Just last week, Las Piñas representative Camille Villar filed House Bill No. 8156, or the Bicycle Act of 2020.
According to The Manila Times, it contains many of the provisions filed by her father Manny Villar when he was a senator back in 2011. Among these is the establishment of a Local Bikeways Office (LBO), an agency under the city or municipality’s engineering office that will implement the rules and regulations of the Bicycle Act. The LBO will also be in charge of setting up bikeways on all major roads and highways.
But Camille Villar underscored the importance of a law like this, especially in 2020.
“With bikes becoming more in-demand and physical distancing dictating social norms, a policy on bicycle and cyclists should now figure prominently in the government’s current and post-pandemic planning,” she wrote in her explanatory notes.
- Wear a helmet at all times, where the chin strap is securely fastened
- Know (and use) left- and right-turn hand signals
- Equip the bike with reflective materials when riding at night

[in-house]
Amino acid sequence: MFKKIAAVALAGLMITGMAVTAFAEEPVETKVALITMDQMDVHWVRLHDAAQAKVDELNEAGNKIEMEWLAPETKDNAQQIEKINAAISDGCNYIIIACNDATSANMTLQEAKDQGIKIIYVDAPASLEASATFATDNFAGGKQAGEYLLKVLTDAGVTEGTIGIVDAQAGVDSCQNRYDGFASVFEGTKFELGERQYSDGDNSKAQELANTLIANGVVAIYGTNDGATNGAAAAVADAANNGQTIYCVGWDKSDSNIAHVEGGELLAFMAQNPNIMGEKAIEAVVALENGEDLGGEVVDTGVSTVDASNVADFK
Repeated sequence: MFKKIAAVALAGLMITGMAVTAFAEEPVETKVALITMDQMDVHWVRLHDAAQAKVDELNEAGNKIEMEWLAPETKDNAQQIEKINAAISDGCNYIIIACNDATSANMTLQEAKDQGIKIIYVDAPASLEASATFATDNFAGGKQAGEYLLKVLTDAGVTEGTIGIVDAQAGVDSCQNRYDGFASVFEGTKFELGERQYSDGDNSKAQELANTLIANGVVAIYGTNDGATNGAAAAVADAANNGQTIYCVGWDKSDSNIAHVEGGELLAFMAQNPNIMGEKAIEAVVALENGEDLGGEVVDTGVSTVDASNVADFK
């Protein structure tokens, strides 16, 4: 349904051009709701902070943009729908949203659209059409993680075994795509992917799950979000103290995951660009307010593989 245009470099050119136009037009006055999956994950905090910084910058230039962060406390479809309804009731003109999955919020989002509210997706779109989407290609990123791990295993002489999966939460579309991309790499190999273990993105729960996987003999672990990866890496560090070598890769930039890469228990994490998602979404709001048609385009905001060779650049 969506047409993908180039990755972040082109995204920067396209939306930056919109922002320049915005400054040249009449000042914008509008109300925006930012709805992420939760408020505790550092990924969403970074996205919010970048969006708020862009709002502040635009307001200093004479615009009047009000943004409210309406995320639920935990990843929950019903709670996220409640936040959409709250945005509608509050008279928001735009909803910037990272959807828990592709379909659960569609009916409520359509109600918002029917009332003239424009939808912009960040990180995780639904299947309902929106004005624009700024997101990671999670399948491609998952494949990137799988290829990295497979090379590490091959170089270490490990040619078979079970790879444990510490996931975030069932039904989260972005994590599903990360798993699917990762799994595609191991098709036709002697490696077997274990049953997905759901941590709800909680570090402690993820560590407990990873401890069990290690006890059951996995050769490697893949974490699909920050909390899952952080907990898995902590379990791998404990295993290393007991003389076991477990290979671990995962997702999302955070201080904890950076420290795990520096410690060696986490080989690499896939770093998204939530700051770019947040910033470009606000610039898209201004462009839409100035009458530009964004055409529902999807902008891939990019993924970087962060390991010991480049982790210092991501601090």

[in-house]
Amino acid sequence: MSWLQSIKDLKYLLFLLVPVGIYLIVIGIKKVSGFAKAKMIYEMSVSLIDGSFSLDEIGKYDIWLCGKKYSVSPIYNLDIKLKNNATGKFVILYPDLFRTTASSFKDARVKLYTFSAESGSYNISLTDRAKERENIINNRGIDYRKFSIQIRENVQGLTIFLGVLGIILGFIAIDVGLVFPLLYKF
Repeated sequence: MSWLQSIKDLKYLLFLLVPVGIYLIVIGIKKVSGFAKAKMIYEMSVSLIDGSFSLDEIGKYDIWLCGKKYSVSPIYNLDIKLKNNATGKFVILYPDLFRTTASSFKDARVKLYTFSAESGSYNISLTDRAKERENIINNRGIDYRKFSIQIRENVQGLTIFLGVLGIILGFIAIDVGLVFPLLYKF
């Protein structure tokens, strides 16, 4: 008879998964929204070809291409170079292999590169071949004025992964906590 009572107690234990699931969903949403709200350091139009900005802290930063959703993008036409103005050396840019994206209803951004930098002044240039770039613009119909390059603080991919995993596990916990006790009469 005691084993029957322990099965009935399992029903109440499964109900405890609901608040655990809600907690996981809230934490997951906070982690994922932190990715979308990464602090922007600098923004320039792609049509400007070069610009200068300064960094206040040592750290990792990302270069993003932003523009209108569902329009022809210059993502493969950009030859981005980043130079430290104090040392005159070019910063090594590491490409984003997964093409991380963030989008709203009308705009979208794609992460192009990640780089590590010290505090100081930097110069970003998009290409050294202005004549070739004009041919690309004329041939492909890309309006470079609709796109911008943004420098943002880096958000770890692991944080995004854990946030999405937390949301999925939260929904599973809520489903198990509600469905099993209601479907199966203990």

- Obey all traffic rules and regulations
- Not ride on crosswalks or sidewalks, but only on bikeways
- Not cling to another vehicle
- Not carry more riders than the bike was designed for, unless they’re on a towed seat or trailer
- Not carry anything on the bike unless it’s on installed baskets, bags, racks, or trailers
- Not park in non-designated areas
- Not modify the bike in such a way that your handlebars are higher than your shoulders
Villar’s bill joins the raft of proposed bike legislation and regulation, both local and national, floated across this tumultuous year. These include Pia Cayetano’s Senate Bill No. 1518, or the Safe Pathways Act, which called for the setting up of pop-up bicycle lanes and emergency pathways across the country. Camille Villar’s mother, Senator Cynthia Villar, questioned Cayetano’s proposal back in August, saying that “our roads are not perfect. We do not have enough space.”
NOTE: This article first appeared on Spin Life. Minor edits have been made.